VIRTUAL LEARNING OBJECTS
|Project Title||Virtual Learning Objects in Remote Tasmanian Schools|
|Project Team||Dr Andrew Fluck, Dr Natalie Brown (SiMERR Tasmania), Karen Wilson (Faculty of Education, UTAS), Howard Reeves|
|Period||September 06 – December 06|
|Organisational Base||SiMERR Tasmania|
Learning Objects, created by The Le@rning Federation, are resources of specially designed interactive media that aim to develop key ideas in many different disciplines. This project assisted in the implementation of Learning Objects in 10 remote and very remote schools in Tasmania. Because these schools are relatively isolated from professional learning activities for teachers and hands-on experiences for students (e.g., trips to museums or science centres in Hobart, Launceston or Devonport), it was anticipated that they would gain from a concerted effort to introduce Learning Objects into their schools. The stimulating and interactive environments of the objects supplemented aspects of the usual classroom curriculum.
The project provided the services of a consultant to visit each school for up to three days, working with teachers and demonstrating the use of the Learning Objects with students. In addition, the consultant integrated a portable interactive whiteboard into staff demonstrations and classroom-based student learning.
Access to the Learning Objects in each school could be through using a CD or DVD-ROM, or online using the school internet connection. Initially it was thought that the latter would be difficult, but apart from slow access at the first school visited, the implementation of local caches and good connections provided by the Department of Education more than adequately handled the reticulation of these resources.
The following research questions were addressed by the project:
- Were the remote and very remote schools able to access the online Learning Objects on a consistent and reliable basis?
- Did the teachers believe online Learning Objects made a useful contribution to student learning in science and mathematics?
- Over time, what impact did online Learning Objects make on student achievements of mathematics and science learning objectives?
- What are good strategies for teachers to integrate online Learning Objects successfully into classroom practice?
10 schools, Department of Education
Eight percent of schools accessed the online learning objects using CD-ROM and online; 88% accessed them wholly online, using a Learning Management System such as the centrally provided systemic Student Freeway or digital resource repository.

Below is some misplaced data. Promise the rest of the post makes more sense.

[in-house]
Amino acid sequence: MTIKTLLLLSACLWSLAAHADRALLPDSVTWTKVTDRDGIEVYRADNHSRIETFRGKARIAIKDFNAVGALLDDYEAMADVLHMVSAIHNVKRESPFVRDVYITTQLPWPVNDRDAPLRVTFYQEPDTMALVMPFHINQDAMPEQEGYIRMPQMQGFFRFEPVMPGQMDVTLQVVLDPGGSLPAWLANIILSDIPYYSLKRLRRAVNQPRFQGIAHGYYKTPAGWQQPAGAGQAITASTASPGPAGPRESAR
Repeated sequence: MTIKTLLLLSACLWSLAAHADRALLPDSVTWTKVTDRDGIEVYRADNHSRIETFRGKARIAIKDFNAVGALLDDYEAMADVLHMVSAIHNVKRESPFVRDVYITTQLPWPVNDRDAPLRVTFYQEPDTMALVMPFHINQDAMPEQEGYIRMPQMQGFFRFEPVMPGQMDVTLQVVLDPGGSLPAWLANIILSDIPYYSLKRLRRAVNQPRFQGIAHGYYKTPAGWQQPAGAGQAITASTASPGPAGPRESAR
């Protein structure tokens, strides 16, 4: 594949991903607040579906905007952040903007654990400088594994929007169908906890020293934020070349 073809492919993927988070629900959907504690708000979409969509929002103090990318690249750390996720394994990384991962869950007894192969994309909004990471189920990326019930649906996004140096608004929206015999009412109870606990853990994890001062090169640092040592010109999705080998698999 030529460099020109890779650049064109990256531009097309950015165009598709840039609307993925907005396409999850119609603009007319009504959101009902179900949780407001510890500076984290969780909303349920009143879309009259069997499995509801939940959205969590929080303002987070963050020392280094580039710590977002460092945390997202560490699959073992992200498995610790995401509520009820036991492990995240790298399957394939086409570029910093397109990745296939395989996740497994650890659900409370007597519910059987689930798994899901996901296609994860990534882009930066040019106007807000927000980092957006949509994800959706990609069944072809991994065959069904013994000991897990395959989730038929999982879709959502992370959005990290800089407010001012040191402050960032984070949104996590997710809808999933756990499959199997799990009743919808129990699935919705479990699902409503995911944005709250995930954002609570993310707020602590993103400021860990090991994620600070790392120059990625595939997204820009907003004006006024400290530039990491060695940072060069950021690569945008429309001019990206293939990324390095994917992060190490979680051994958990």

In the follow up survey with 25 respondents 76% of teachers said it was easy to access the Learning Objects while 12% said it was difficult. 44% said they would use this frequently in the future with 28% thinking weekly. 75% felt that Learning Objects were very helpful in supporting teaching and learning.
During the professional learning, a portable interactive whiteboard was used to demonstrate the Learning Objects. In the follow up survey, 44% of teachers said they had continued to demonstrate the online learning objects using a data projector, and 48% said they had not.
At one school, the four teachers were very enthusiastic about the Learning Objects. They all thought that it would help their students in mathematics and science. They are hoping to buy a portable interactive white board. The Grade 6 students have offered to help fund-raise for one. They have already applied for a grant that includes purchasing more data projectors.
- Brown, N., Fluck, A., Wilson, K., Fitzallen, N. (2007, November) Meeting the Challenge: Professional Learning for Integrating ICT into Science and Mathematics Classes. Paper presented at annual conference of the Australian Association for Research in Education, Fremantle, WA.
Some of the schools have purchased interactive white-boards and projectors. Teachers are using Learning Objects as part of their teaching.
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